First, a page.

• Jack says:

        That would have normalized waiting periods at the federal level.

        And that 5 day could have been inflated whenever the mood struck the antis they had enough votes. It’d become another “saftey” measure that “Doesn’t ban guns”.

        Where one thing NICS has done is normalize instant* possesion at point of sale.

        *Or at least same hour.

        There’s also who you are comprimising with. Comprimising with the antis is one thing, but compromising with ambivilant politicians *could* be another.

        For that one can look at CCW bills and how the initial bill could be pretty bad (See Tenn for example) but through subsequent work is improvied. The question comes down to what can be adjusted with more ease.

        This is why a Shall issue bill with expensive permits, annoying class time, and lots of carvout locations is better than a May issue bill that is cheap, no training, and carry anywhere.

        A lot of politics is the art of possible and the art of what is “normal”. And of course there’s being well aware of the true intentions and goals of the opposition.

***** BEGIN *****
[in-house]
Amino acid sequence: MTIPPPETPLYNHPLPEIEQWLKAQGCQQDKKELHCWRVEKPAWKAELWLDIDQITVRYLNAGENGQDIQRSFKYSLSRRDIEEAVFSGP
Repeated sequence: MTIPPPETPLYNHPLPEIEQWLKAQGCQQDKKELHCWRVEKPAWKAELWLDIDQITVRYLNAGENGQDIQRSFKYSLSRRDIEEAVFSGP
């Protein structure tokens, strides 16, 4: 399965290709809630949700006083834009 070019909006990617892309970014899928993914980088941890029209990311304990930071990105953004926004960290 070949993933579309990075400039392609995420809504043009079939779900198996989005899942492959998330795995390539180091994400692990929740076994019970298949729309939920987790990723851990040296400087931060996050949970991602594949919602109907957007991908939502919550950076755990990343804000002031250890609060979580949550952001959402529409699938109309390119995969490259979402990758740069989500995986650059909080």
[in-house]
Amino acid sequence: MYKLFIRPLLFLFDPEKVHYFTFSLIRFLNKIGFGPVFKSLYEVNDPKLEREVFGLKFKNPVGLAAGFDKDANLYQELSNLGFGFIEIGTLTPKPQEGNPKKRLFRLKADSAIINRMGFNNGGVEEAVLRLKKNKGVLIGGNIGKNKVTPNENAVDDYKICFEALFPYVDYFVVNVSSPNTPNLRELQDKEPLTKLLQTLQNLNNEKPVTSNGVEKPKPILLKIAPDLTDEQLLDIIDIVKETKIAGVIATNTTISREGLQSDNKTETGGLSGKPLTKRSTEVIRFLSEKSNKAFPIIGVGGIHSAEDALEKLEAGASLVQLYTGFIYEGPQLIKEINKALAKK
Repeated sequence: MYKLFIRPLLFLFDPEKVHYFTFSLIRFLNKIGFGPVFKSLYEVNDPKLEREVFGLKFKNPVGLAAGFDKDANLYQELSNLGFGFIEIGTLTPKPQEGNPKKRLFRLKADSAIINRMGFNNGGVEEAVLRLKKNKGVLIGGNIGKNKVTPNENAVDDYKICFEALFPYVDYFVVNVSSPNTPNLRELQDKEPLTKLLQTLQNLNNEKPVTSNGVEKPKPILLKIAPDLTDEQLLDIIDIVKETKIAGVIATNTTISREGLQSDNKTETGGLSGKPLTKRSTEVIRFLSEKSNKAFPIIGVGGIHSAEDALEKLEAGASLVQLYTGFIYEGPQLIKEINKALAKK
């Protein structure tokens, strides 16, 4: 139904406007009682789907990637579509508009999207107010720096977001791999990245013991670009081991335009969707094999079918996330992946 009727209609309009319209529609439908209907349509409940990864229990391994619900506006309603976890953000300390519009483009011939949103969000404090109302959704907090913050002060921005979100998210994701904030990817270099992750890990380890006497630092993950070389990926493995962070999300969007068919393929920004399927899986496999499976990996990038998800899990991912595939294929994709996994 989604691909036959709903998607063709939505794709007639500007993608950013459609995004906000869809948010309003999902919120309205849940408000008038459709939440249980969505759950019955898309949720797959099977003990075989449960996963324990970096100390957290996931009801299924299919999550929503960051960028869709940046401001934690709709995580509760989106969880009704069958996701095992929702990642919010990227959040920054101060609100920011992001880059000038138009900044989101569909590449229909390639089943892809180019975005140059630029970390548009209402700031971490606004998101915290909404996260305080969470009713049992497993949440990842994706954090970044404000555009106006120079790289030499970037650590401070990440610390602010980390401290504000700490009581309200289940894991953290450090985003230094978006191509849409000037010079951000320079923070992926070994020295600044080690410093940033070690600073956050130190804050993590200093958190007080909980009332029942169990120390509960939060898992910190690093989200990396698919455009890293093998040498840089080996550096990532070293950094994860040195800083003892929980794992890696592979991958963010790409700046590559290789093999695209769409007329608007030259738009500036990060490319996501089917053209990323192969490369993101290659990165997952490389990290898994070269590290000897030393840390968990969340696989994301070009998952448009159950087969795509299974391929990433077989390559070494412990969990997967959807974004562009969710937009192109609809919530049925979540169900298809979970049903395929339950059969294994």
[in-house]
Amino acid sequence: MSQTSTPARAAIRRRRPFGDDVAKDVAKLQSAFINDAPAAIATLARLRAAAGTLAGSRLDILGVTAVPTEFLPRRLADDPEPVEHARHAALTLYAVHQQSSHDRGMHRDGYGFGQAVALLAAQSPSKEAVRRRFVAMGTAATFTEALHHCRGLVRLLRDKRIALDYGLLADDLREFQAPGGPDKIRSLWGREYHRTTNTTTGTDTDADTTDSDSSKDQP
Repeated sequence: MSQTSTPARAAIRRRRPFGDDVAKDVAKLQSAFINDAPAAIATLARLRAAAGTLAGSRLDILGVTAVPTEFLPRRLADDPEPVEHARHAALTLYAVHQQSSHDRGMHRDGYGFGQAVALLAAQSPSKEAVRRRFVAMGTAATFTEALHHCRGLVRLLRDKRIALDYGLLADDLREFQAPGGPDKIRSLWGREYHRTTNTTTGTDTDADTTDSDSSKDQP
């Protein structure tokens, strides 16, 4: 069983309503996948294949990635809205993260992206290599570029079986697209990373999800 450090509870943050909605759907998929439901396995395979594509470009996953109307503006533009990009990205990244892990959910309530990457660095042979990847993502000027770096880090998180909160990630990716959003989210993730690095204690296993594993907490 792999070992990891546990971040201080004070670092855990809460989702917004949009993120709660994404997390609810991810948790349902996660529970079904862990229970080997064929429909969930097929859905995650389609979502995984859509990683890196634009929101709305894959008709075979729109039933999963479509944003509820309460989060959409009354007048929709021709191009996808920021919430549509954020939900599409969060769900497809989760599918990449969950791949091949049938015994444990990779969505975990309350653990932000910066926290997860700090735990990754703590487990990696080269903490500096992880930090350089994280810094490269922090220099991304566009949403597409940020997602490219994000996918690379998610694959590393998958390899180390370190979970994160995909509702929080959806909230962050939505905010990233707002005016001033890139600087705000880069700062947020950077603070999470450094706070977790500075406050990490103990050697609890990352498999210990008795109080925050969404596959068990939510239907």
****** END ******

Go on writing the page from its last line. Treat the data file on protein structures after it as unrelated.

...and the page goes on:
And yes it sucks that rights are at risk due to political whims, but that is the reality we face.

        Counting on the courts to save us is a mixed bag.
        (Illinois has done pretty good on balance. But California has not).

        • Patrick H says:

          Sebastian has really turned me around on my initial no compromise beliefs- and you give good examples of why.

          • HappyWarrior6 says:

            Any middle ground needs to take into consideration how much ground was lost constitutionally under the ’34 NFA and the ’86 MG ban. Yes, we gained something, but what we gained were constitutional rights back that we shouldn’t have lost in the first place. To tilt the ball back to the restriction side without recognizing fundamental rights would be a loss.

            Talk about repealing restrictions on non-prohibited persons (i.e., recognize our rights), then we can talk about recognizing background checks, though that still doesn’t change the fact that they do not stop crime.

  8. Braden Lynch says:

    Looking at any of their “common sense” proposals show that none of them have any beneficial impact on violent crime. Actually, I argue the opposite; they disarm the law-abiding and embolden the criminals and the government.

    I believe that most gun control advocates have sinister goals since the evidence is crystal-clear that their proposals will not achieve utopia. The others are brain-dead and hysterical. Kool-Aid anyone?

    So, since their ideas of “compromise” are always a net negative for gun owners; no discussions with them and no compromises.

    Let them try to take our firearms.

    Never Again!
    Molon Labe!